Stakeholders at Odisha Vikash Conclave 2016 have outlined the theme to and design the road map as a part of good governance and sustainable development.
Odisha is vulnerable to multiple natural hazards and has faced series of natural disasters since the past several decades. Due to its sub-tropical littoral location, the State is prone to tropical cyclones, storm surges and tsunamis. Though a large part of the State comes under the Earthquake Risk Zone-II (Low Damage Risk Zone), the Brahmani-Mahanadi graven and their deltaic areas come under Earthquake Risk Zone-III (Moderate Damage Risk Zone) covering 44 out of the 106 urban local bodies of the State. Heat-wave conditions during summer months also lead to heat stroke deaths. Odisha also faces severe drought situations due to erratic and deficient rainfall during the South-West Monsoon. For example, the State received 14% deficit rainfall leading to a drought situation and crop loss above 33% in over 5.23 lakh hectare of cultivated land in the year 2015. Balasore, Bargarh, Balangir, Boudh, Deogarh, Gajapati, Ganjam, Kalahandi, Koraput, Malkangiri, Nabrangpur, Nuapada, Rayagada, Sambalpur and Subernapur were among the districts that received deficient rainfall. The State Government declared 123 blocks spread over 14 districts as drought affected.
The effects of natural disasters are further compounded by accompanying socio-economic conditions, unplanned urbanization, development within high-risk zones, environmental degradation, climate change, geological hazards, epidemics and pandemics.
Disaster Management is a dynamic process. It involves multiple stakeholders for immediate response, recovery, prevention, mitigation and preparedness. The 1991 Odisha Super Cyclone did teach some good lessons. Institutional mechanisms are put in place at the state, district and sub-district levels. The Odisha State Disaster Management Authority (OSDMA) was set-up by the Government of Odisha to take up not only the mitigation activities but also relief, restoration, reconstruction and other measures. In addition to the institutional mechanisms, the Odisha Relief Code elaborates on rain recording, reporting of weather and crop situation, duties of the Revenue Divisional Commissioner (RDC), Collectors and Sub-collectors, district-level calamity committees, crop loss assessment, declaration of drought, master plan for drought-prone areas, provision of immediate relief and other provisions including ensuring supply line of food, provision of drinking water, provision of water for cattle, immediate irrigation facilities, suspension of collection of loans, relief to students and educational institutions, reports on starvation etc. This beside humanitarian agencies and the Inter Agency Groups have also been playing a very critical role in pre, during and post disaster situations.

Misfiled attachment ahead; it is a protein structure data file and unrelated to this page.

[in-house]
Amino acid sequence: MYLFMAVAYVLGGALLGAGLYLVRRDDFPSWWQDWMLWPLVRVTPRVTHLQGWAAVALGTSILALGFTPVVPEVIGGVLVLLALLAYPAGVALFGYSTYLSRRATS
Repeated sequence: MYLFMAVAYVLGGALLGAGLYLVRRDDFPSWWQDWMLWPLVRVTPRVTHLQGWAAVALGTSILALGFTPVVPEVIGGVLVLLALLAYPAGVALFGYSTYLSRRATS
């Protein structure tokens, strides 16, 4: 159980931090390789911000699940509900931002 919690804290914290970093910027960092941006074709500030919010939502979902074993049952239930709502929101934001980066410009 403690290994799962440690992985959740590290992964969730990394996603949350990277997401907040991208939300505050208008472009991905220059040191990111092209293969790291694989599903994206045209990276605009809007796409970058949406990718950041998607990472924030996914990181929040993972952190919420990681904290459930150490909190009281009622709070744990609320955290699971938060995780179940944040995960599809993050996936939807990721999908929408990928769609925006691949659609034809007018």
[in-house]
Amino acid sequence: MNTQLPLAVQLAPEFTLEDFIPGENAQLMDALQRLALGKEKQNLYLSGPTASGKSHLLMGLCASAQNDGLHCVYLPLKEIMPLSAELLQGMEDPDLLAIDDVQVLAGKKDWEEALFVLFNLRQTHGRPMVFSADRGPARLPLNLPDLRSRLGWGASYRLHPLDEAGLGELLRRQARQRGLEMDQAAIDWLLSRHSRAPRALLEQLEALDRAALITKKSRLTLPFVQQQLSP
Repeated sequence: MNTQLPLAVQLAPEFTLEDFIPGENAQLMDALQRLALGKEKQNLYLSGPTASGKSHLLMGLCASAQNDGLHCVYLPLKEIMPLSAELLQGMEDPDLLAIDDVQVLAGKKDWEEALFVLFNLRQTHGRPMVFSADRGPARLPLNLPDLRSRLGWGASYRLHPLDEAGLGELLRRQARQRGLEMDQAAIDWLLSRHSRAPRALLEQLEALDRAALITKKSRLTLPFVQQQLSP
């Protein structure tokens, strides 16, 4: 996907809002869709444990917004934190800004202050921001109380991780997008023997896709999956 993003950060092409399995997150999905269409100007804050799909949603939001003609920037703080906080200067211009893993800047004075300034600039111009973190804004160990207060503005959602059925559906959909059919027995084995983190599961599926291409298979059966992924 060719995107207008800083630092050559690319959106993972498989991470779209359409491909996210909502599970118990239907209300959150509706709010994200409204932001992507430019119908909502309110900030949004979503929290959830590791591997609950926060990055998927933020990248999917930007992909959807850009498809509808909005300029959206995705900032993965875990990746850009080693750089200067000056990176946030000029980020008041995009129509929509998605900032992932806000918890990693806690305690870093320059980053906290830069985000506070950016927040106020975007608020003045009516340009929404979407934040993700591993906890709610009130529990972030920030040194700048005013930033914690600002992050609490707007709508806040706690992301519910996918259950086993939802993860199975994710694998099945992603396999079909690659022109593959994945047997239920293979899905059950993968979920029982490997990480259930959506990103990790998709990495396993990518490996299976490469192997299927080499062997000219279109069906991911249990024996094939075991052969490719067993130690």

However, despite such mechanisms in place, the Disaster Management Act is yet to be implemented in its full spirit at the district level. The State Disaster Management Plan has not dealt with drought or like situations, despite the fact that the State often reels under severe droughts. Odisha is also prone to low level earthquakes – the cities with high-rises are vulnerable; but there is no such plan in place to make the cities and buildings earthquake-resilient. As a result, though the State has been able to reduce human loss in the wake of natural disasters to some extent, the importance of long term mitigation measures to reduce the impact of both human made and natural disasters can’t be understated.
Given the scenario, the Odisha Development Conclave-2016 would focus on the following key areas to discuss and deliberate upon disaster management and disaster-resilient sustainable development in the State.
- The current response system: Issues & Challenges
- Policies, Act and Institutional Mechanisms
- Mainstreaming DRR: The need for coherent and coordinated approach
- Drought, flood, climate variations and its socio-economic effect
- Sharing of Good Practices and the opportunity to scale up